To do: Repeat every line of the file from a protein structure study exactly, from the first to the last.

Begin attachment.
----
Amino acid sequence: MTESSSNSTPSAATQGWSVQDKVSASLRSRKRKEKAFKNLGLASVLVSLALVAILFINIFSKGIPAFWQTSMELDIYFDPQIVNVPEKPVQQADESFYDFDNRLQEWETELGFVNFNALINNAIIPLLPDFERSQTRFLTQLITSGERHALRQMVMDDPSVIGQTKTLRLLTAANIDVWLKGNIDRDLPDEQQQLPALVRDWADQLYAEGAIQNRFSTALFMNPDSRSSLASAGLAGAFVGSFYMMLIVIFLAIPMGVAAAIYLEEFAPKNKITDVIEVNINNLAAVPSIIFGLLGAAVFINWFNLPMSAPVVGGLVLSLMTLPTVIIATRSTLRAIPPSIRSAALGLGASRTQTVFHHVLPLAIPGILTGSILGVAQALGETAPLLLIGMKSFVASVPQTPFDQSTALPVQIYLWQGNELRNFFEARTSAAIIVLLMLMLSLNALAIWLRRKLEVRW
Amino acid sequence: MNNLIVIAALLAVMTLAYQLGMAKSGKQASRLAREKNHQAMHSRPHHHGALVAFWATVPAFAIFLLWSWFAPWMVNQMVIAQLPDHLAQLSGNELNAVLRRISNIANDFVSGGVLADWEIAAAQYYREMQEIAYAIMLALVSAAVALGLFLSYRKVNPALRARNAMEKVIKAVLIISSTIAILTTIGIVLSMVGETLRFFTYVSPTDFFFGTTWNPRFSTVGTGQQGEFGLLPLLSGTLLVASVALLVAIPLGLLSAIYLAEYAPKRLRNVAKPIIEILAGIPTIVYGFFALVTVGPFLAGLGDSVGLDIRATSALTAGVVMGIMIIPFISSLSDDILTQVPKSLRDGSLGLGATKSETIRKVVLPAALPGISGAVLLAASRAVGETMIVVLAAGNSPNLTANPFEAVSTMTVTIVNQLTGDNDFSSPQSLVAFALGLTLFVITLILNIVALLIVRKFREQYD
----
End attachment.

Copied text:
Amino acid sequence: MTESSSNSTPSAATQGWSVQDKVSASLRSRKRKEKAFKNLGLASVLVSLALVAILFINIFSKGIPAFWQTSMELDIYFDPQIVNVPEKPVQQADESFYDFDNRLQEWETELGFVNFNALINNAIIPLLPDFERSQTRFLTQLITSGERHALRQMVMDDPSVIGQTKTLRLLTAANIDVWLKGNIDRDLPDEQQQLPALVRDWADQLYAEGAIQNRFSTALFMNPDSRSSLASAGLAGAFVGSFYMMLIVIFLAIPMGVAAAIYLEEFAPKNKITDVIEVNINNLAAVPSIIFGLLGAAVFINWFNLPMSAPVVGGLVLSLMTLPTVIIATRSTLRAIPPSIRSAALGLGASRTQTVFHHVLPLAIPGILTGSILGVAQALGETAPLLLIGMKSFVASVPQTPFDQSTALPVQIYLWQGNELRNFFEARTSAAIIVLLMLMLSLNALAIWLRRKLEVRW
Amino acid sequence: MNNLIVIAALLAVMTLAYQLGMAKSGKQASRLAREKNHQAMHSRPHHHGALVAFWATVPAFAIFLLWSWFAPWMVNQMVIAQLPDHLAQLSGNELNAVLRRISNIANDFVSGGVLADWEIAAAQYYREMQEIAYAIMLALVSAAVALGLFLSYRKVNPALRARNAMEKVIKAVLIISSTIAILTTIGIVLSMVGETLRFFTYVSPTDFFFGTTWNPRFSTVGTGQQGEFGLLPLLSGTLLVASVALLVAIPLGLLSAIYLAEYAPKRLRNVAKPIIEILAGIPTIVYGFFALVTVGPFLAGLGDSVGLDIRATSALTAGVVMGIMIIPFISSLSDDILTQVPKSLRDGSLGLGATKSETIRKVVLPAALPGISGAVLLAASRAVGETMIVVLAAGNSPNLTANPFEAVSTMTVTIVNQLTGDNDFSSPQSLVAFALGLTLFVITLILNIVALLIVRKFREQYD